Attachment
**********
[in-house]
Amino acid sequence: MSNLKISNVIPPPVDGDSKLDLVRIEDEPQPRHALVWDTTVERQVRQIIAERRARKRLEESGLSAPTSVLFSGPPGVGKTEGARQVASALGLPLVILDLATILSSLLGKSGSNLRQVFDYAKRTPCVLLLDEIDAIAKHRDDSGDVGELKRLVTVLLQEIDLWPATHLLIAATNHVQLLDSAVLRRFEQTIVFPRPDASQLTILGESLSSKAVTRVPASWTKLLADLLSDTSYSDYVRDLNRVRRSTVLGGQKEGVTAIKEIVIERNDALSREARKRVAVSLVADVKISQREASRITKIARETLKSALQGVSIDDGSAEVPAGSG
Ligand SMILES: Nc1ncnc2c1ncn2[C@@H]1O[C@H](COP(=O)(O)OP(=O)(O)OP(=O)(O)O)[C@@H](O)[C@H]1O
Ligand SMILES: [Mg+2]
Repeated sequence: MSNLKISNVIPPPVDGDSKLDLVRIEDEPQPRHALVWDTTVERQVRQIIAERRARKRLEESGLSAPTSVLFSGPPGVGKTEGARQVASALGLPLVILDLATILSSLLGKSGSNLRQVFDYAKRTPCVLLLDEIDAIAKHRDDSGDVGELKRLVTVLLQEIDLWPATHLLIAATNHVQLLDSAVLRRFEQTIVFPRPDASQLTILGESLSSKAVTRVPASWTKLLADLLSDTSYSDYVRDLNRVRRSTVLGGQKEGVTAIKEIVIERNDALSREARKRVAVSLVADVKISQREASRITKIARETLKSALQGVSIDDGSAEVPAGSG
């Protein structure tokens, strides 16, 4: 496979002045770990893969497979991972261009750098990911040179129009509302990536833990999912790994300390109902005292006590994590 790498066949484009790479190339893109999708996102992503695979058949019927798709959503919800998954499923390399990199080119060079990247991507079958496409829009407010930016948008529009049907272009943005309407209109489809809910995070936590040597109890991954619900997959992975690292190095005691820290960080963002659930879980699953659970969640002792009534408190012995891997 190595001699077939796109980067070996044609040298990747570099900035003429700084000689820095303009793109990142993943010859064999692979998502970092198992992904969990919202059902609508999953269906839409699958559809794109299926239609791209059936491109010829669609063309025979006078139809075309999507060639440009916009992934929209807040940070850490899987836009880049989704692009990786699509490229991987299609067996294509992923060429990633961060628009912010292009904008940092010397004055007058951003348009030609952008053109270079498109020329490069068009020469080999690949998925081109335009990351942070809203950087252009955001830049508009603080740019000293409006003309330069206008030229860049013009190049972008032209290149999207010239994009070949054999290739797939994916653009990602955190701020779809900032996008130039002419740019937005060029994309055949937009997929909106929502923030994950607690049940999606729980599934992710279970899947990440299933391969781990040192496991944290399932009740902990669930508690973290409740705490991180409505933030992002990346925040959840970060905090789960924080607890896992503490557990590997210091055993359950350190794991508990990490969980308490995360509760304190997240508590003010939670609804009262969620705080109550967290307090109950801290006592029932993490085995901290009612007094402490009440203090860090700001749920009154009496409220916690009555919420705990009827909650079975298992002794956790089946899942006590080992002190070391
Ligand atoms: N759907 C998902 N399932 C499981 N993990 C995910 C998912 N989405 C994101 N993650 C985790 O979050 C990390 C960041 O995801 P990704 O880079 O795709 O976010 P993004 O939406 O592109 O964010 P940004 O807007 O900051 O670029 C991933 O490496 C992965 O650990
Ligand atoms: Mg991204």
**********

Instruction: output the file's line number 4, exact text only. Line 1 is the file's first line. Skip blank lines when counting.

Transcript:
Ligand SMILES: [Mg+2]